FDA’s double standard for regulating: raw milk farmers vs big corporations

From Ethan A. Huff at PrisonPlanet.com

“The U.S. Food and Drug Administration (FDA) is getting increasingly bold these days with openly admitting that it works directly for big industry interests rather than public health interests. In a recent report on why the agency did not disclose Taco Bell as being the “Mexican-style” restaurant chain involved in a recent salmonella outbreak, the FDA essentially admitted that it is more concerned with upholding a close-knit relationship with big industry players like Taco Bell than it is with being transparent and telling the truth for the public interest.

Last fall, at least 68 people in ten states were infected with salmonella poisoning from food sold at an undisclosed Mexican-style restaurant chain, according to an FDA announcement. At least 20 of these people became so ill that they had to be admitted to the hospital for treatment, and yet, the entire time, the FDA refused to disclose the name of the chain, which was later uncovered to be Taco Bell.

Any rational person can see that disclosing such information is not only pertinent and beneficial to public health efforts, but also a necessity if the information itself is to have any benefit or reason for being announced in the first place. But the FDA disagrees, having toldABC Newsin a recent interview that the agency often does not disclose this crucial information for fear that “it could have the effect of discouraging … cooperation between our agencies and the food industry.”

What this really means, of course, is that the FDA places a higher priority on catering to its special interests, which in this case includes fast food restaurant chains like Taco Bell, than it does to protecting public health. Obviously the public has a right to know if a major food producer is even potentially selling food that is tainted with harmful bacteria, despite what the FDA claims about the situation.

And yet if this same salmonella outbreak had been in any way linked to raw milk, you can be sure the name of the company involved would have been prematurely published far and wide, even if said outbreak later turned out not to have anything to do with raw milk. This is exactly what happened to Organic Pastures Dairy in California back in December when regulators illegitimately framed the company and shut down its business indefinitely (http://www.naturalnews.com)….”

Read it all on Prison Planet.com

3 Comments

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3 responses to “FDA’s double standard for regulating: raw milk farmers vs big corporations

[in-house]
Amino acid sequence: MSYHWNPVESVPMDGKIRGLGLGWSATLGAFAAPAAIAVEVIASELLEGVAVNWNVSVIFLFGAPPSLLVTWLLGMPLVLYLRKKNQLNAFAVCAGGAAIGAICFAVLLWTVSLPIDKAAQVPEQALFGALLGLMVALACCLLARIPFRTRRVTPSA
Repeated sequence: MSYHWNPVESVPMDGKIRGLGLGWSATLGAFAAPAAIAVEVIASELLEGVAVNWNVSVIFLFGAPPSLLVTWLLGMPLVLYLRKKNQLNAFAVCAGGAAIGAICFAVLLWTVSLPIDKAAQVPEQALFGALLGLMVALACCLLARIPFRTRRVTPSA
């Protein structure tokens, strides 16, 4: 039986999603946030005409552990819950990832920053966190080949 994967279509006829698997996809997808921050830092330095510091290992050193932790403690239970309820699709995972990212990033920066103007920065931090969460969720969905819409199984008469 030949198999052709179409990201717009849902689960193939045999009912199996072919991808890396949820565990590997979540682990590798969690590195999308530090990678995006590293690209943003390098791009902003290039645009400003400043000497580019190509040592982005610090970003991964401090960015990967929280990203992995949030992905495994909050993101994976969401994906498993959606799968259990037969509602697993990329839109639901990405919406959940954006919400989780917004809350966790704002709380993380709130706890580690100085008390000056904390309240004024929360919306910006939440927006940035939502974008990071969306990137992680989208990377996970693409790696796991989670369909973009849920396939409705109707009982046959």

1. the Marler Clark lawfirm specializes in suing companies for claims of harm caused by their products. When it comes to raw milk, Mr Marler is relentless in his criticism of its availability, at all.

    He’s sued Taco Bell before and he’s suing that outfit again arising from the most recent round, yet I haven’t heard him demand that all Taco Bells Cease+Desist serving green onions, lettuce = even though those RAW products made hundreds of his clients ill.

    No : those opposing the Campaign for REAL MILK can swallow the whole filthy camel of FDA propaganda, meanwhile straining at a gnat. The fact that “the dog didn’t bark” is all the evidence necessary for proving the FDA is the tool of race traitors in high places rather a watchdog protecting the public health.

    Since 1999, at least 343 people across the nation (USA) have been confirmed ill in foodborne illness outbreaks linked to Taco Bell:

    • 1999 Taco Bell Beef E. coli O157:H7 Outbreak – 21 ill, 5 hospitalized
    • 2000 Taco Bell Green onion hepatitis A Outbreak – 30 ill, 15 hospitalized
    • 2006 Taco Bell Lettuce E. coli O157:H7 Outbreak – 78 ill, 55 hospitalized,
    • 2010 Taco Bell Salmonella Hartford & Baildon – 155 ill, 42 hospitalized
    • 2011 Taco Bell Salmonella Enteritidis – 68 ill, 21 hospitalized

    • thebovine

      Gordon, your use of the term “race traitor” raises some red flags for me, because as I see it, different races are NOT trying to compete with one another as races.

      Surely, it’s not like back in old testament times when we had “wars of gods and men” with different alien groups using different “peoples” as pawns in their geopolitical games, or are you suggesting it really is that way, under the facade of world events?

      The way I like to think of it, and you may think I’m deluded, is that we are living in a cosmopolitan time of cultural exchange where peoples of different races can learn from each other’s cultures and we can all be the richer for it. So call me a multiculturalist. I don’t think it’s a dirty word.

  2. Pingback: “Winning” the “War on Raw Milk” « Eclectic Edibles.

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